The Shaped Canvas, Revisited at Luxembourg & Dayan
May 11 to July 3, 2014
64 E 77th Street (between Madison and Park Avenues)
New York City, 212 452 3350
June 7 to July 20, 2014
333 Broome Street (between Bowery and Chrystie)
New York City, 212 925 4631
Right now there is a great deal of interest within the New York art world in looking backward, seeking visual inspiration in modernism. Two current group shows are exemplary models of this revisionist historical thinking. Starting in the 1960s, many otherwise varied artists in Europe and New York employed shaped canvases. Inspired by the 1964 Guggenheim Museum exhibition “The Shaped Canvas,” Luxembourg & Dayan, housed on three floors of a majestic, very narrow Upper East Side townhouse, has organized an exhibition of 28 paintings employing this device. Starting around 1966, a group of Frenchmen of the Supports/Surfaces movement developed a remarkable synthesis of deconstructive philosophy, the political ideas of Mao and the decorative pure color found in Matisse’s late cutouts. Canada, a downtown gallery, has assembled a show of 22 paintings by these artists, in collaboration with the Parisian Galerie Bernard Ceysson.
Harvey Quaytman, Elizabeth Murray and Kenneth Noland painted abstractions on shaped frames; Claes Oldenberg, James Rosenquist and Tom Wesselmann used them to present figurative subjects. Some painters, such as Ron Gorchov, used the shaped canvas as a way to structure their pictures. Richard Prince, whose 1994 Untitled (Protest Painting) contains the outlined shape of a sloganless protest sign, is exemplary of artists who set shaped structures within a pictorial rectangle. In presenting a marvelous variety of shaped canvases, Luxembourg & Dayan generates some surprising, unexpected juxtapositions: Pino Pascali’s Coda di Delfino (1966), a jokey dolphin-shaped painting on wood, is set alongside Creede II (1961), a copper-colored, shaped work by Frank Stella. Jeremy De Prez’s Untitled (2014), which presents a seemingly rumpled plaid design, is hung next to John Armleder’s Lotta di gladiatori — The Best (2014). The exhibition ends with two marvelously funny pictures, Steven Parrino’s very orderly The Chaotic Painting (2006), a triangle shape, and Jacob Kassay’s Partial Credit (2014), a not-quite-rectangular canvas with the title printed on the right edge of the frame.
The Supports/Surfaces painters were a loosely organized movement centered in the South of France, linked together, at least initially, by their fascination with bookish philosophizing. Searching for an alternative to the practice of Clement Greenberg’s color field painters, these artists freely appropriated ideas from Michael Fried’s formalism and the Marxism of Marcelin Pleynet and Philippe Sollers, writers associated with the Parisian journal Tel Quel. Jean-Michel Meurice created strips of intense color like Vinyle (1976); Claude Viallat presented repeated patterns on dyed fabric or rope lattices hung directly on the wall, as in 1972/F14 (1972); Louis Cane employed repetitive rubber-stamping — Toile tamponnée (1967) is an example.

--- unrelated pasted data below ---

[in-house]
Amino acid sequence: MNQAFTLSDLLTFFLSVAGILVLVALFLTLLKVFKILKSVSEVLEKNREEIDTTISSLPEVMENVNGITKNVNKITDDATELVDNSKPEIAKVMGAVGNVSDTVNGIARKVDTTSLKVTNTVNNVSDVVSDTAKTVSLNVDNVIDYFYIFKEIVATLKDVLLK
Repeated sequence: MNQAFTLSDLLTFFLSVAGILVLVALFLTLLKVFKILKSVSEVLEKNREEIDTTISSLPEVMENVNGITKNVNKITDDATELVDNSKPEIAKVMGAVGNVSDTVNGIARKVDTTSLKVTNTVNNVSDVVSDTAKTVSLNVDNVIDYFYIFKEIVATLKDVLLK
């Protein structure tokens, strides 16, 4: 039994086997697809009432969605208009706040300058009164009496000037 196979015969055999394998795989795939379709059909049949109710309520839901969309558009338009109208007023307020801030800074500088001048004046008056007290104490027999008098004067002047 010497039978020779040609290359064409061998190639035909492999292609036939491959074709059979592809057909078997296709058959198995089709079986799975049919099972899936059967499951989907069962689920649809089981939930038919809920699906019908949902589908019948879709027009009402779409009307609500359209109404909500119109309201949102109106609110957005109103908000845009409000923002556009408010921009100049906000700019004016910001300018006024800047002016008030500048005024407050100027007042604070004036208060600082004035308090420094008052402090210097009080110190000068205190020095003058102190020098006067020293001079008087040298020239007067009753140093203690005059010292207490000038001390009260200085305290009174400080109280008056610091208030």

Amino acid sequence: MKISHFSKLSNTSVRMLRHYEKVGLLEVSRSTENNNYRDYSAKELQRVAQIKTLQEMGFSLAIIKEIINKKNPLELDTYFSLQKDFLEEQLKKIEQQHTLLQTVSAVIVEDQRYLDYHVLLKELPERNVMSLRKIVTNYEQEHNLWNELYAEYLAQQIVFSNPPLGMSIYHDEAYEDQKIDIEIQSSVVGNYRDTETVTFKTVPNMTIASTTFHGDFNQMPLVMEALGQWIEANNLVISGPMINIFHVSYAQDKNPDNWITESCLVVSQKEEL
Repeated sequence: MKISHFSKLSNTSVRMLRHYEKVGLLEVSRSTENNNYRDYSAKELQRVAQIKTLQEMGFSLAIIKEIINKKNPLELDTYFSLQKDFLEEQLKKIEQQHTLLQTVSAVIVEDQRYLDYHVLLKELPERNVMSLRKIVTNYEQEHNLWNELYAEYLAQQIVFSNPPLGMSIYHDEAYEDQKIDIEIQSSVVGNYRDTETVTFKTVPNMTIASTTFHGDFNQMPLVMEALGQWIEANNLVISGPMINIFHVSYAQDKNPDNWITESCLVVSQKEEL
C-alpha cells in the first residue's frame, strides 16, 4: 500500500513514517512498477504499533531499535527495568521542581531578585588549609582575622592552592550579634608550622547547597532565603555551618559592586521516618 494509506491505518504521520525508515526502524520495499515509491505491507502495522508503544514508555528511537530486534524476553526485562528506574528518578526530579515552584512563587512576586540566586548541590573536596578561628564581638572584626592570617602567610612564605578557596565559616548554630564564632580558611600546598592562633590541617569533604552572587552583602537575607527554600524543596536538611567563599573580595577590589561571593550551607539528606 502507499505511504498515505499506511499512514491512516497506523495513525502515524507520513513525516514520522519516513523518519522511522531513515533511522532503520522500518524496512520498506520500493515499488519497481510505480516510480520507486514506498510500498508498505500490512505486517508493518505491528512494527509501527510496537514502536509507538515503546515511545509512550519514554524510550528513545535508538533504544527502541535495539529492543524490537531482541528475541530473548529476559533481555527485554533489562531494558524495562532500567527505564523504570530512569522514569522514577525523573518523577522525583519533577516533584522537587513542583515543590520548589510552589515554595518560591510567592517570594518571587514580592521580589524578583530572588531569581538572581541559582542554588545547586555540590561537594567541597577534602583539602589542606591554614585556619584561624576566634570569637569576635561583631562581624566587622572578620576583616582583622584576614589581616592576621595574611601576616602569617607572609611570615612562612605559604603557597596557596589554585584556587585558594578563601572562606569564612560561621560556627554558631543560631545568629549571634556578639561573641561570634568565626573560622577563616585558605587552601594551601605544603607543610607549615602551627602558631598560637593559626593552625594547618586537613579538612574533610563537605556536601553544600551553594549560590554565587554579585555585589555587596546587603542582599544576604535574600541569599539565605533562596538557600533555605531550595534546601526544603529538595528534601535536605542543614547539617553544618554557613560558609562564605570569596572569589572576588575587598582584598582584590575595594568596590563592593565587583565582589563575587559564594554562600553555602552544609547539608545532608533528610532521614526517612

Artists who otherwise had no connection with one another have employed the shaped canvas. Using a shaped canvas doesn’t require any high-powered theorizing. And so it’s unsurprising that this pictorial format has been adapted by such a motley assortment of figures as Lucio Fontana, Mary Heilmann and Damien Hirst, on view at Luxembourg & Dayan. By contrast, although the Supports/Surfaces works can be seen as deconstructed paintings, what remains of that art form when you remove the stretcher and display the unstretched canvas or, conversely, present just the frame, sans canvas? This style of art making was parasitic upon what now seem like dated critical, cultural, and aesthetic theories. French writers drew an equivalence between what in the catalogue Joe Fyfe calls “the fabric of society” and the structures of bourgeois painting, making a link between the “radical social engagement” of French Maoists and deconstructive visual practice. If you remove the unstable supporting synthesis of formalist interpretation and political analysis, all that remains of Supports/Surfaces art is good looking decorative constructions. That perhaps explains why these artists haven’t had much impact within the American art world. When the New York artists looked to Europe for inspiration, it looked to Germany. As yet these Frenchmen don’t belong in the post-modernist canon. The show at Canada was handsomely hung, but by presenting this art with too little reference to its original context, the catalogue did not adequately support what could have been an important revisionist exhibition.
My account of Supports/Surfaces borrows from Raphael Rubinstein, “The Painting Undone: Supports/Surfaces” at https://www.artcritical.com/2004/02/01/the-painting-undone-supportssurfaces. The quotation from Joe Fyfe comes from the foreword of Surface/Support (New York and Paris: Canada Gallery with Galerie Bernard Ceysson, 2014).